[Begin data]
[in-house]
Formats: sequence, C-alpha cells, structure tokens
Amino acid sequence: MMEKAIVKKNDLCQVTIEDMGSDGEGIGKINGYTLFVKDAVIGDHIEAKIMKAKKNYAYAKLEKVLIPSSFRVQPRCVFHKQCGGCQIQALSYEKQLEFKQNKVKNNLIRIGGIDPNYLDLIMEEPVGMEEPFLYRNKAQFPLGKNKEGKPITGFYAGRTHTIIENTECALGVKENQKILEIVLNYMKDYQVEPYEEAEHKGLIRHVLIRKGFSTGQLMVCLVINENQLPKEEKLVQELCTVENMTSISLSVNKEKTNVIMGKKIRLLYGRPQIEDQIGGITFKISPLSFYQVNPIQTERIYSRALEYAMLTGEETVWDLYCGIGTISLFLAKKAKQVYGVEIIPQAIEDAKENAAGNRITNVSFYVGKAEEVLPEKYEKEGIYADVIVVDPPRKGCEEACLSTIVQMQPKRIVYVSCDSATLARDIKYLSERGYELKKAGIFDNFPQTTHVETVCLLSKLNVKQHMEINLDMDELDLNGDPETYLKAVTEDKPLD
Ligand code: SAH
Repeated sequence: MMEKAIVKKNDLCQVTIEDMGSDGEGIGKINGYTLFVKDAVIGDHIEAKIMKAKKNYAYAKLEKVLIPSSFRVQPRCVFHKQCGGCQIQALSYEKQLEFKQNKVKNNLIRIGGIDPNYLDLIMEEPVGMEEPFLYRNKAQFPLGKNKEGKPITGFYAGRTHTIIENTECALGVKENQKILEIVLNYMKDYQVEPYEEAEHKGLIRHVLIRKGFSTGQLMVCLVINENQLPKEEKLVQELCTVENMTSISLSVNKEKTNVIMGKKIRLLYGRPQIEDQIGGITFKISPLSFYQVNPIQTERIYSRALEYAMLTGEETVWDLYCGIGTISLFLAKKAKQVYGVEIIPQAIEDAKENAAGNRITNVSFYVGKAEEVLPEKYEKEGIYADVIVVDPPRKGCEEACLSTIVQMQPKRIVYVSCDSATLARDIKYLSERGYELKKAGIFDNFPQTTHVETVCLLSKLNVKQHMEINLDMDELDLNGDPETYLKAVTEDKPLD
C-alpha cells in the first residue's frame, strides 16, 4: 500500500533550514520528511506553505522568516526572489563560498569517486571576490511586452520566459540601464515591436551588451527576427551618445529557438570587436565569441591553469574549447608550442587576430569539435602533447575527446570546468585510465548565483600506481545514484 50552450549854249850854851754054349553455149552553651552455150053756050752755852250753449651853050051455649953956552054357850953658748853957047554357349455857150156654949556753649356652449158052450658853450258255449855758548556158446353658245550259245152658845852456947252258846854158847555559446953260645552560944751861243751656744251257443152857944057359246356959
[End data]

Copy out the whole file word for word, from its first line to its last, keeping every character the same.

[in-house]
Formats: sequence, C-alpha cells, structure tokens
Amino acid sequence: MMEKAIVKKNDLCQVTIEDMGSDGEGIGKINGYTLFVKDAVIGDHIEAKIMKAKKNYAYAKLEKVLIPSSFRVQPRCVFHKQCGGCQIQALSYEKQLEFKQNKVKNNLIRIGGIDPNYLDLIMEEPVGMEEPFLYRNKAQFPLGKNKEGKPITGFYAGRTHTIIENTECALGVKENQKILEIVLNYMKDYQVEPYEEAEHKGLIRHVLIRKGFSTGQLMVCLVINENQLPKEEKLVQELCTVENMTSISLSVNKEKTNVIMGKKIRLLYGRPQIEDQIGGITFKISPLSFYQVNPIQTERIYSRALEYAMLTGEETVWDLYCGIGTISLFLAKKAKQVYGVEIIPQAIEDAKENAAGNRITNVSFYVGKAEEVLPEKYEKEGIYADVIVVDPPRKGCEEACLSTIVQMQPKRIVYVSCDSATLARDIKYLSERGYELKKAGIFDNFPQTTHVETVCLLSKLNVKQHMEINLDMDELDLNGDPETYLKAVTEDKPLD
Ligand code: SAH
Repeated sequence: MMEKAIVKKNDLCQVTIEDMGSDGEGIGKINGYTLFVKDAVIGDHIEAKIMKAKKNYAYAKLEKVLIPSSFRVQPRCVFHKQCGGCQIQALSYEKQLEFKQNKVKNNLIRIGGIDPNYLDLIMEEPVGMEEPFLYRNKAQFPLGKNKEGKPITGFYAGRTHTIIENTECALGVKENQKILEIVLNYMKDYQVEPYEEAEHKGLIRHVLIRKGFSTGQLMVCLVINENQLPKEEKLVQELCTVENMTSISLSVNKEKTNVIMGKKIRLLYGRPQIEDQIGGITFKISPLSFYQVNPIQTERIYSRALEYAMLTGEETVWDLYCGIGTISLFLAKKAKQVYGVEIIPQAIEDAKENAAGNRITNVSFYVGKAEEVLPEKYEKEGIYADVIVVDPPRKGCEEACLSTIVQMQPKRIVYVSCDSATLARDIKYLSERGYELKKAGIFDNFPQTTHVETVCLLSKLNVKQHMEINLDMDELDLNGDPETYLKAVTEDKPLD
C-alpha cells in the first residue's frame, strides 16, 4: 500500500533550514520528511506553505522568516526572489563560498569517486571576490511586452520566459540601464515591436551588451527576427551618445529557438570587436565569441591553469574549447608550442587576430569539435602533447575527446570546468585510465548565483600506481545514484 50552450549854249850854851754054349553455149552553651552455150053756050752755852250753449651853050051455649953956552054357850953658748853957047554357349455857150156654949556753649356652449158052450658853450258255449855758548556158446353658245550259245152658845852456947252258846854158847555559446953260645552560944751861243751656744251257443152857944057359246356959